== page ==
Here are a few Tai-related bullet points.
- According to Brooks Baseball, Tai's average fastball tonight was the fastest that it's been in any start of his career. The average fireball that Walker launched at Twins batters tonight was 96.9 mph! (His previous high was 96.5 mph, which came back in April against Houston).
- Of his 101 pitches, Tai threw just 24 balls... and seven of those came to the first three batters he faced. After the first inning, 80.2% of his deliveries were strikes and he didn't have a single three-ball count. Tai was ahead of batters all night, consistently peppering the strike zone, but the Twins struggled to do much of anything with his offerings.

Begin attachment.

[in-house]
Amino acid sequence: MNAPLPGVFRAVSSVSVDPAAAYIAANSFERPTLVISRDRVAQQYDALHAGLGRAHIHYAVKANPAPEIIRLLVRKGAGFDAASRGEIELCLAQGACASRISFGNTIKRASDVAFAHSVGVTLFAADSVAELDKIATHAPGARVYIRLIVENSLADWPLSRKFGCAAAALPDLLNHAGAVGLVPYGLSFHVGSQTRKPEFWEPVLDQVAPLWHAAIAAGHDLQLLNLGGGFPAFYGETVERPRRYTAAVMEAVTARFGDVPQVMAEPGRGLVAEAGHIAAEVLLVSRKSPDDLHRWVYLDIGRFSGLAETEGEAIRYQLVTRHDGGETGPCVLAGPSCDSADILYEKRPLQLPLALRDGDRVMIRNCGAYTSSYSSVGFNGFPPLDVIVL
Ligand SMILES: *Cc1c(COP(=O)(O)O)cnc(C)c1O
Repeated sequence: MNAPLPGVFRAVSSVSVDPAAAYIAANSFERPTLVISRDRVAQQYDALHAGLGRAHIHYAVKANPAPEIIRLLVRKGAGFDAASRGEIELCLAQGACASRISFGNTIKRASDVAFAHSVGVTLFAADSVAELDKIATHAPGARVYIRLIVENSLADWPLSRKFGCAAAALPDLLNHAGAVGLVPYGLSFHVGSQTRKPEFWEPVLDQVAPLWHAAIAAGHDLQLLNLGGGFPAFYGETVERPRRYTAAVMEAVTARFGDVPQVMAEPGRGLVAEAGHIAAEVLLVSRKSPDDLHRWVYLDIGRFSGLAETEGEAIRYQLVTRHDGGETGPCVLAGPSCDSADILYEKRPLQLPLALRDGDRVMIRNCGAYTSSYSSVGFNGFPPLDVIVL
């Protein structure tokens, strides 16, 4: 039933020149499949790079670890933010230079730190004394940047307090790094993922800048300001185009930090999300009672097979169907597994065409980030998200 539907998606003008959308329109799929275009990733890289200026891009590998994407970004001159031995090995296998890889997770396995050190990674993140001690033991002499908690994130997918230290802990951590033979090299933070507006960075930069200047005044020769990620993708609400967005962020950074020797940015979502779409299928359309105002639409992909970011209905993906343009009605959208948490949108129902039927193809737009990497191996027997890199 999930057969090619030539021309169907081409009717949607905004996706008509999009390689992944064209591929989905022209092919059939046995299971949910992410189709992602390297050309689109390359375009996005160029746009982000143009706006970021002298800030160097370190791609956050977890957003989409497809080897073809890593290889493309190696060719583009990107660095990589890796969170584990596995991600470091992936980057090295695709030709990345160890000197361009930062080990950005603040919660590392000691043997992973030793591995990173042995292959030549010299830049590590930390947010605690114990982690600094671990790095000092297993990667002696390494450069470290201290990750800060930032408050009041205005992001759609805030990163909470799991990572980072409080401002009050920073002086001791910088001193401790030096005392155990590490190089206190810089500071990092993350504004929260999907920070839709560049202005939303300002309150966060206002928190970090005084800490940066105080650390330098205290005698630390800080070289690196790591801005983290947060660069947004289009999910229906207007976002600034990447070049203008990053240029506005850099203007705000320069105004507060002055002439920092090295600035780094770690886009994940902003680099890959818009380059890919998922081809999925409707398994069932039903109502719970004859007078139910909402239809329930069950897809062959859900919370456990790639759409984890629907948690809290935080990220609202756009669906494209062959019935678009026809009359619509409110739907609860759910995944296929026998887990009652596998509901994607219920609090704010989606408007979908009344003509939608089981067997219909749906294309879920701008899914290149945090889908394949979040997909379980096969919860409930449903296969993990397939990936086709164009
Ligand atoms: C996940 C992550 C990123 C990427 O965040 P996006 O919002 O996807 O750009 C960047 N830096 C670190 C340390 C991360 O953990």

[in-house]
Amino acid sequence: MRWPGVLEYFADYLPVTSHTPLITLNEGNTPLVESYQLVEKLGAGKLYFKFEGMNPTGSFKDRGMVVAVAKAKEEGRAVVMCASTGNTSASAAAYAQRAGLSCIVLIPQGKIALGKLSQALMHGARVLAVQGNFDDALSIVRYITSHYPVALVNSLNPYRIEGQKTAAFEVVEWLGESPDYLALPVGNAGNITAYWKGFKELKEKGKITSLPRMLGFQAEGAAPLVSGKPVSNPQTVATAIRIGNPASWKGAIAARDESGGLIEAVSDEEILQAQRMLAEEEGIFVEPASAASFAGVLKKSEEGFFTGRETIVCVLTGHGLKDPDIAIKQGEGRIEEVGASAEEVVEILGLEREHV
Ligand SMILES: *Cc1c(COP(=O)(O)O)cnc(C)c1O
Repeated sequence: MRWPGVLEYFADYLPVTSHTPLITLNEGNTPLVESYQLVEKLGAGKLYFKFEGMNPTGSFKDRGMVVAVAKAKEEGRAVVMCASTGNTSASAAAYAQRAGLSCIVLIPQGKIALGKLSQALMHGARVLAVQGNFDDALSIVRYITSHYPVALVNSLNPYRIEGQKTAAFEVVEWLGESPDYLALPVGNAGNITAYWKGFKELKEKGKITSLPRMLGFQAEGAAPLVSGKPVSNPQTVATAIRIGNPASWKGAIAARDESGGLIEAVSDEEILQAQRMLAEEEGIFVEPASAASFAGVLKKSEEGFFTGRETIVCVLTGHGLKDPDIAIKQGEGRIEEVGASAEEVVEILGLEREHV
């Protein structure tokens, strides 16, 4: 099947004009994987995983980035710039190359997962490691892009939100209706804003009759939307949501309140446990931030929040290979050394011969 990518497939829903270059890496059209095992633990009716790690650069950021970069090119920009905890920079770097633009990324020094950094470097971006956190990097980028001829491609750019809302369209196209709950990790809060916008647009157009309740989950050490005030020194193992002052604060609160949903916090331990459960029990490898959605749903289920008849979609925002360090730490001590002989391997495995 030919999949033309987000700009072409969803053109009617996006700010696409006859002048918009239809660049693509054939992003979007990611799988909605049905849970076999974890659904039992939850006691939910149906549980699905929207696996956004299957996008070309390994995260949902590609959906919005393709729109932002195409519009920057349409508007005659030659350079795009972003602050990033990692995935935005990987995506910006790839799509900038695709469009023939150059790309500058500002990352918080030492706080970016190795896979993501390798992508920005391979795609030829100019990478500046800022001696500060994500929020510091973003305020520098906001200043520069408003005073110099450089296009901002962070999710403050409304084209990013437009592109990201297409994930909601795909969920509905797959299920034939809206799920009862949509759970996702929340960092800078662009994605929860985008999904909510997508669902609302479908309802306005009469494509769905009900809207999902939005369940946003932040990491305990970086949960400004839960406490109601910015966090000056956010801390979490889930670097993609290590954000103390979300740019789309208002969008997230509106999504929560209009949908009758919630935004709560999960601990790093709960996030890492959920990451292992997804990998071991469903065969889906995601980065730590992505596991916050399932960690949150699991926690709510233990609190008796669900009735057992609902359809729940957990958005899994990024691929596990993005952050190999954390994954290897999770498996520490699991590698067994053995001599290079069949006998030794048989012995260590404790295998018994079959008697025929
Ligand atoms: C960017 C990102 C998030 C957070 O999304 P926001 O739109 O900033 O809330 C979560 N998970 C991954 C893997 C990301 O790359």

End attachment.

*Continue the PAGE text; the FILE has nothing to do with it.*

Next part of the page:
- For the second game in a row, Tai relied heavily on his curveball. He threw the pitch 21 times tonight (20.8% of the time), generating five beautiful, sweet sounding whiffs. In his last outing against Toronto, Tai threw his curve 23 times (24.4%). However, in his 19 starts before that this season, he'd only used his curve 4.7% of the time. This change in approach has the potential to enable Tai to worker deeper into games and be more effective the second and third time through a lineup, especially if he can consistently throw his curve for strikes.
- The home run that Miguel Sano hit off of Walker in the fourth inning was the TWENTIETH dinger that he's given up all season. That is a large number for someone who has only pitched ~120 innings. (Tai currently ranks T-11th in total home runs allowed and T-9th in HR/9.)